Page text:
Writing is the art of strangling distraction.
Mostly what we do is sit alone at our desks and do whatever we can to not write.
A writer is a person for whom writing is more difficult than it is for other people.
We make a sandwich at the slightest hint of hunger. We let a web search for the correct spelling of a word turn into a journey into the natural history of Eurasian deer. We even, god forbid, bend over a sink full of dirty dishes or vacuum the spiderwebs from the corners of the ceiling.
We writers might be more skilled at finding distractions than words.
Some of the worst distractions to the act of writing are books on writing.
You’d think writing books would be a boon to writers.
And they are. To a degree.
But too often while looking for that perfect answer about side character arcs or plot points or rules of world building, we are just avoiding the task of writing.
After all, it is easier to read a book than to write a book.
So, in honor of today’s unraveling thread of distraction, here are my top 5 books getting in the way of actually writing:
5 APE by Kawasaki and Welch
It is less a book about how to write but rather about how to publish in the brave new digital world.
This is the book to which my iPad Kindle app immediately opens up.
It’s comprehensive and helps me get the compass bearings when it comes to the self-publishing process. I especially like that it digs in deep in exploring some of the questions that I am wrestling with: which digital platforms, understanding print-on-demand publication, ISBNs and everything else I need to know to be what they term “an artisanal publisher.”
This is the primer you want in hand if you want to self-publish.
4 Dynamic Characters by Nancy Kress
Really good fiction.
She is the winner of the Hugo and Nebula Awards for her science fiction work.
For the past two summers, I have been thinking of attending the Taos Toolbox, a two week science fiction and fantasy master workshop that she teaches with Walter Jon Williams.
Unfortunately, I have had a conflict in my schedule that has prevented me from attending the workshop.
Luckily, I have Kress’s Dynamic Characters within easy reach.
This is one of those books that I am not sure that I will ever finish reading.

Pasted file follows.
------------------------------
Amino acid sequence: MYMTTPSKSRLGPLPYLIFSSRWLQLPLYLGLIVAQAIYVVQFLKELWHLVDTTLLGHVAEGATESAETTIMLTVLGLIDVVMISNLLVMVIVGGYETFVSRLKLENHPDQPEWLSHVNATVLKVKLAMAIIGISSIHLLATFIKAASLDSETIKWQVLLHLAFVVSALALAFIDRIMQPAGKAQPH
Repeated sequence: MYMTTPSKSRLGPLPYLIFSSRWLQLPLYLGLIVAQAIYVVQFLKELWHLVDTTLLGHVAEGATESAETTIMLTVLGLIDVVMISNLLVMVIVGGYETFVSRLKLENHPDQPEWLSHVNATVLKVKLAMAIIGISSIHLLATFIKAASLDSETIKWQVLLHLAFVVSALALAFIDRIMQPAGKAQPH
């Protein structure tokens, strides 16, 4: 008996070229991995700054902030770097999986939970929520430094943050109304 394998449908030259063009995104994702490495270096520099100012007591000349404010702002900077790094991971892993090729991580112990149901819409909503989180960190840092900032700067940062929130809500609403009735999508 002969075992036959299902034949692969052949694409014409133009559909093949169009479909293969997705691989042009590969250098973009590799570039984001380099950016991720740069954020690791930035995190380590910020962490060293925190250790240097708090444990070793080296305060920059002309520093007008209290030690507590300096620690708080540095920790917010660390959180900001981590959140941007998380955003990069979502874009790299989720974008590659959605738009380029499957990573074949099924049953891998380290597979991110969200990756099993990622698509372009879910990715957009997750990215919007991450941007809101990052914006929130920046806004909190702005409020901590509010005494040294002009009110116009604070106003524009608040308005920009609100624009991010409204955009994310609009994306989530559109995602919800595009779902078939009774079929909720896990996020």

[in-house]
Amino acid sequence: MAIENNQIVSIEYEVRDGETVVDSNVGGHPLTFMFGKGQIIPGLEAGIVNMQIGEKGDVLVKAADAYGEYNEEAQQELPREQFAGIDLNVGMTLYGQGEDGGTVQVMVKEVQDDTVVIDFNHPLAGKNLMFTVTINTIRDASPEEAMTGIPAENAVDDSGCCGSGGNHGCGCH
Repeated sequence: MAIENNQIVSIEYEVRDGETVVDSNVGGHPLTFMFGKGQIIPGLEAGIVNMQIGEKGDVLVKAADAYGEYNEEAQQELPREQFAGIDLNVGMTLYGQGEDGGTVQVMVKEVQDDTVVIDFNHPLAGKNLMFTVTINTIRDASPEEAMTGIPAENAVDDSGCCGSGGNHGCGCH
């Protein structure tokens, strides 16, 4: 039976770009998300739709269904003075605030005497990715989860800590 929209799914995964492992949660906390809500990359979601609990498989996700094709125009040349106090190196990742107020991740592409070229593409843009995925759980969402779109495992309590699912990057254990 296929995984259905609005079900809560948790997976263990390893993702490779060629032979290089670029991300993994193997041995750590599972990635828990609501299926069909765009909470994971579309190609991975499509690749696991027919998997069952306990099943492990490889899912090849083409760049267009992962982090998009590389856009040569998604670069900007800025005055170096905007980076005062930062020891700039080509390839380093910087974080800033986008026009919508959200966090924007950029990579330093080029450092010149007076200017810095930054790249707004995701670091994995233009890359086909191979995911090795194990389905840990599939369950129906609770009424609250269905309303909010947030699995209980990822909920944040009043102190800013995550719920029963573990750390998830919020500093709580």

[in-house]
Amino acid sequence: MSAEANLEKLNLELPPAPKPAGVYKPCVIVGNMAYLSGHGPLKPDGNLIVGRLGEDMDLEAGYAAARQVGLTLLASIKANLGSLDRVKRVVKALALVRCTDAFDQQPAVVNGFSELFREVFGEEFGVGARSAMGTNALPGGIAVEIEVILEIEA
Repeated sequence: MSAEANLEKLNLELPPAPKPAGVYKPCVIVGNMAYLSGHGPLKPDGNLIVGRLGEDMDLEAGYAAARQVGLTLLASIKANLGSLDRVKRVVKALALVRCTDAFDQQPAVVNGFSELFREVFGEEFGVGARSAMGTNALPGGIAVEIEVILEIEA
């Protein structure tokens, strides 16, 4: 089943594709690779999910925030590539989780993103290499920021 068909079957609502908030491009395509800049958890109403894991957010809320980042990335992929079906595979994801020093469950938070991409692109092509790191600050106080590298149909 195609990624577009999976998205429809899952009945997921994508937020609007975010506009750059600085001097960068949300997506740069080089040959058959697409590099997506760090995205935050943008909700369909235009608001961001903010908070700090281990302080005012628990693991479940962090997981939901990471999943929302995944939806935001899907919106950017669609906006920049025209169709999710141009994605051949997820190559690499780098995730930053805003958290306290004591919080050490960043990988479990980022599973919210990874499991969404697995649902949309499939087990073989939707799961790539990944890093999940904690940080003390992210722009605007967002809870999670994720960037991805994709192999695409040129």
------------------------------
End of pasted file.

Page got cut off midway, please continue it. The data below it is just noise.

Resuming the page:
And I mean this as a complement.
Every time I sit down to read this, I don’t get more than ten pages into the book before I immediately go back to my stories and begin incorporating her suggestions into the text.
This is a writer’s book.
3 The Elements of Style by Strunk and White
It is an indispensable book for writers.
We open it up and search for whether we should be using lain or laid.
But it is also one of those books full of rules that can cause the writer to freeze. What I supposed to use that or which?
One thing a writer does not need is paralysis in getting the words on the page.
Sometimes we just need to get the words on the page, and come back later to fix them.
Which brings us to our next book.
2 Self Editing for Fiction Writers by Browne and King
Writing the first draft of a story is not enough.
In a lot of ways, the writing does not even begin until you start editing it. It’s like the story of the sculptor chipping away at the block of marble until the statue’s true shape is found.
That first draft is a lot like the uncarved block.
The editing is what gives it its shape, its lines of beauty, a form that the viewer can appreciate.
Editing can also be the most difficult part of the writing process. Where do I begin? What do I change? What story am I really trying to tell?
If I just fix all the typos, am I editing?
This book teaches the writer how to approach editing their own work in well organized chapters on topics such as point of view, dialogue and pacing.
1 Wonderbook by Jeff Vandermeer
This book is brilliant.
And not just because it has lots of illustrations.
More than any other writing book I have read, Wonderbook feels like a master class in how to write.
It is inspiring and at the same time offers practical advice. Vandermeer draws from his own writing and in the section I am currently mulling over, he is explaining how he went about choosing the type of opening for his story.
In addition to sharing his own wisdom, he has also recruited other authors to share their knowledge including fantasy and science fiction writers George R. R. Martin, Ursula Le Guin, Neil Gaiman, Michael Moorcock, and Catherynne M. Valente.
Don’t say I didn’t warn you about these books.
I won’t even get into the writing blogs, forums and podcasts that also distract me from just sitting down and writing.
What books do you think writers should burn?